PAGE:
This list is by no means exhaustive; it is simply a starting place off of which you can build. Each TCK’s experience and story will be different. Some will love deeper, more inquisitive questions, while others will desire to be asked questions that make them feel normal. Here are a few guiding principles to help you navigate conversation with TCKs: 


  1. Remain engaged in your listening and eye contact after you ask a question, no matter its size or depth.

  2. Start small and build from there.

  3. If interacting with young TCKs, remember to ask them questions all kids enjoy being asked. 

  4. Be curious about their lives overseas, as almost every part of their life will be different than your own. 

  5. Remember that most TCKs do not have the same pool of cultural references and information as you.

  6. Be curious and intentional to understand the culture they are coming from and how it differs from their passport country. Remember that they have been formed by and relate to multiple cultures.

  7. Approach TCKs with a desire to learn.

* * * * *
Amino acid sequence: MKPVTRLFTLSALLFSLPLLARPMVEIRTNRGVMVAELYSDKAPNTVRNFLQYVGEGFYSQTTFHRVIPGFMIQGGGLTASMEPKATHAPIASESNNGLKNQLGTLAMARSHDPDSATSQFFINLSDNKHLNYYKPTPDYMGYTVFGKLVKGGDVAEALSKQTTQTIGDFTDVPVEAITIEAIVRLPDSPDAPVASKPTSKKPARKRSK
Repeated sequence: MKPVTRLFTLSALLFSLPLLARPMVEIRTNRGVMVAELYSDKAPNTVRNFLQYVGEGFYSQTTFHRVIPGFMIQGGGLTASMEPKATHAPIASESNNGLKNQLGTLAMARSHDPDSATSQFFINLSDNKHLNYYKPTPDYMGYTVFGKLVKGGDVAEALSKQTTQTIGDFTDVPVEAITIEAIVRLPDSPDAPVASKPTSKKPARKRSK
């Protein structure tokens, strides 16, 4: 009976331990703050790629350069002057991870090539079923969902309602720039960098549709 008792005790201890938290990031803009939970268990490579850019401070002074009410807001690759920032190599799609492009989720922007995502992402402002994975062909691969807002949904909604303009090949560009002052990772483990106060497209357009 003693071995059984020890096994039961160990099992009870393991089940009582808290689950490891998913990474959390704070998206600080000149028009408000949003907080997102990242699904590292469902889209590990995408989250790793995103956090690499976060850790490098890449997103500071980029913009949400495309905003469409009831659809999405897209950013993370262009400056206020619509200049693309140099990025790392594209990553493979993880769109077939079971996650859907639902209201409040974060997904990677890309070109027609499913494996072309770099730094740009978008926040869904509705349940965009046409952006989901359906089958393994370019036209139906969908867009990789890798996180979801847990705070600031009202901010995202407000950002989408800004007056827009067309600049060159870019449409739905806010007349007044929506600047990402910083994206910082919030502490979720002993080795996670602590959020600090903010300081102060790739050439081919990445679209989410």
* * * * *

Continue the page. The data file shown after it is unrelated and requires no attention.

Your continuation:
8. Seek to understand how TCKs think and see the world.


I cannot overstate the love TCKs feel when they are drawn out and engaged in this way. Each of the TCKs who contributed to this list have been personally impacted by individuals who sought to understand and know their stories and lives. We are eternally grateful for the intentionality and love we’ve experienced from churches like you.

 

Abigail Newport is the Donor Relations and Development Coordinator for Hellenic Ministries, a non-profit missions organization based in Athens, Greece. She earned her bachelor's degree from Moody Bible Institute in Communications and has written a book called HOME: The Musings of a Missionary Kid, which was influenced by her childhood in France and Greece. Abigail is passionate about bridging the gap between cultures, generations, and those that serve on the field with churches in the States. She now lives in Knoxville, Tennessee, where she works remotely, invests in her local community, and spends her free time hosting, exploring, and enjoying coffee or tea with friends. You can find out more at abigailnewport.com or by following her on Instagram.